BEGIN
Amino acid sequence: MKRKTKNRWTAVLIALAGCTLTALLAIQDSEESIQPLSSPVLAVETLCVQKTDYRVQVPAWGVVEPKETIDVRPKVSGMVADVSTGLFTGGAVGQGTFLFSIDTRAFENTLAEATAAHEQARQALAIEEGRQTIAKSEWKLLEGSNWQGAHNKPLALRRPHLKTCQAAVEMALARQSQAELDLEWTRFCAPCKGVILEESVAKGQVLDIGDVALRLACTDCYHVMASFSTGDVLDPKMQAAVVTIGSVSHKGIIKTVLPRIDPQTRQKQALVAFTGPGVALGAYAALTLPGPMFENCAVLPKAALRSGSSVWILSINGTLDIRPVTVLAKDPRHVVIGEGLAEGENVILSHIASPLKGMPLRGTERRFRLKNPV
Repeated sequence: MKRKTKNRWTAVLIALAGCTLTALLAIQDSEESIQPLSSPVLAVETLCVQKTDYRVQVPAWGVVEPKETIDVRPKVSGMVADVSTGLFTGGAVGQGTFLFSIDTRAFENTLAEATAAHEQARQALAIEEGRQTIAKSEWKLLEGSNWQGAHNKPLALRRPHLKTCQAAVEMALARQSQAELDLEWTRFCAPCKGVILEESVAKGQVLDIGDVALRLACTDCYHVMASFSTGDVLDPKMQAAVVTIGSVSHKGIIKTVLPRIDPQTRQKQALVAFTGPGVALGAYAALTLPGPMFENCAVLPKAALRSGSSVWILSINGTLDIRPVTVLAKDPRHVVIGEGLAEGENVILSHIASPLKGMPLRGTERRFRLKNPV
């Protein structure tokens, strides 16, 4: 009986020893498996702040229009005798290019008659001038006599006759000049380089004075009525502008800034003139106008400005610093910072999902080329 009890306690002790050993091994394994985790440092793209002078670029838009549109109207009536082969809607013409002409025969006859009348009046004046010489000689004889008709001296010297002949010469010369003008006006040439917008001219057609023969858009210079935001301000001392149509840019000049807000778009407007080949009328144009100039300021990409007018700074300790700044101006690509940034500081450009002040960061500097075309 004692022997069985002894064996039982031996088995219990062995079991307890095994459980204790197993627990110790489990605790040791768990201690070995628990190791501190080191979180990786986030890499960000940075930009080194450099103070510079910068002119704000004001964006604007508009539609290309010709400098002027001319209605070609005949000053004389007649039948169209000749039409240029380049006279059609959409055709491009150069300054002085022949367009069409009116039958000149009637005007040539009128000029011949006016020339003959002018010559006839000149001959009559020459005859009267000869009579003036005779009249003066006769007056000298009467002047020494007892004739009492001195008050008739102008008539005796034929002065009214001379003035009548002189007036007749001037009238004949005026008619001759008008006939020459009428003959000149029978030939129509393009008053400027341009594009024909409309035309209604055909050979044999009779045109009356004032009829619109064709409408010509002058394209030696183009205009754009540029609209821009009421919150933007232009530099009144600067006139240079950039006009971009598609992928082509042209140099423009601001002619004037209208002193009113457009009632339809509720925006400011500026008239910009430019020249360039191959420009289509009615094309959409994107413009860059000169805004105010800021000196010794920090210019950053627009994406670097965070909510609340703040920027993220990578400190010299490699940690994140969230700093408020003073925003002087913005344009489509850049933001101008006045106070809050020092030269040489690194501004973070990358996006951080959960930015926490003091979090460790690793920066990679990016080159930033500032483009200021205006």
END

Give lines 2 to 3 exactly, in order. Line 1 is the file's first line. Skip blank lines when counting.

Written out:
Repeated sequence: MKRKTKNRWTAVLIALAGCTLTALLAIQDSEESIQPLSSPVLAVETLCVQKTDYRVQVPAWGVVEPKETIDVRPKVSGMVADVSTGLFTGGAVGQGTFLFSIDTRAFENTLAEATAAHEQARQALAIEEGRQTIAKSEWKLLEGSNWQGAHNKPLALRRPHLKTCQAAVEMALARQSQAELDLEWTRFCAPCKGVILEESVAKGQVLDIGDVALRLACTDCYHVMASFSTGDVLDPKMQAAVVTIGSVSHKGIIKTVLPRIDPQTRQKQALVAFTGPGVALGAYAALTLPGPMFENCAVLPKAALRSGSSVWILSINGTLDIRPVTVLAKDPRHVVIGEGLAEGENVILSHIASPLKGMPLRGTERRFRLKNPV
């Protein structure tokens, strides 16, 4: 009986020893498996702040229009005798290019008659001038006599006759000049380089004075009525502008800034003139106008400005610093910072999902080329 009890306690002790050993091994394994985790440092793209002078670029838009549109109207009536082969809607013409002409025969006859009348009046004046010489000689004889008709001296010297002949010469010369003008006006040439917008001219057609023969858009210079935001301000001392149509840019000049807000778009407007080949009328144009100039300021990409007018700074300790700044101006690509940034500081450009002040960061500097075309 004692022997069985002894064996039982031996088995219990062995079991307890095994459980204790197993627990110790489990605790040791768990201690070995628990190791501190080191979180990786986030890499960000940075930009080194450099103070510079910068002119704000004001964006604007508009539609290309010709400098002027001319209605070609005949000053004389007649039948169209000749039409240029380049006279059609959409055709491009150069300054002085022949367009069409009116039958000149009637005007040539009128000029011949006016020339003959002018010559006839000149001959009559020459005859009267000869009579003036005779009249003066006769007056000298009467002047020494007892004739009492001195008050008739102008008539005796034929002065009214001379003035009548002189007036007749001037009238004949005026008619001759008008006939020459009428003959000149029978030939129509393009008053400027341009594009024909409309035309209604055909050979044999009779045109009356004032009829619109064709409408010509002058394209030696183009205009754009540029609209821009009421919150933007232009530099009144600067006139240079950039006009971009598609992928082509042209140099423009601001002619004037209208002193009113457009009632339809509720925006400011500026008239910009430019020249360039191959420009289509009615094309959409994107413009860059000169805004105010800021000196010794920090210019950053627009994406670097965070909510609340703040920027993220990578400190010299490699940690994140969230700093408020003073925003002087913005344009489509850049933001101008006045106070809050020092030269040489690194501004973070990358996006951080959960930015926490003091979090460790690793920066990679990016080159930033500032483009200021205006």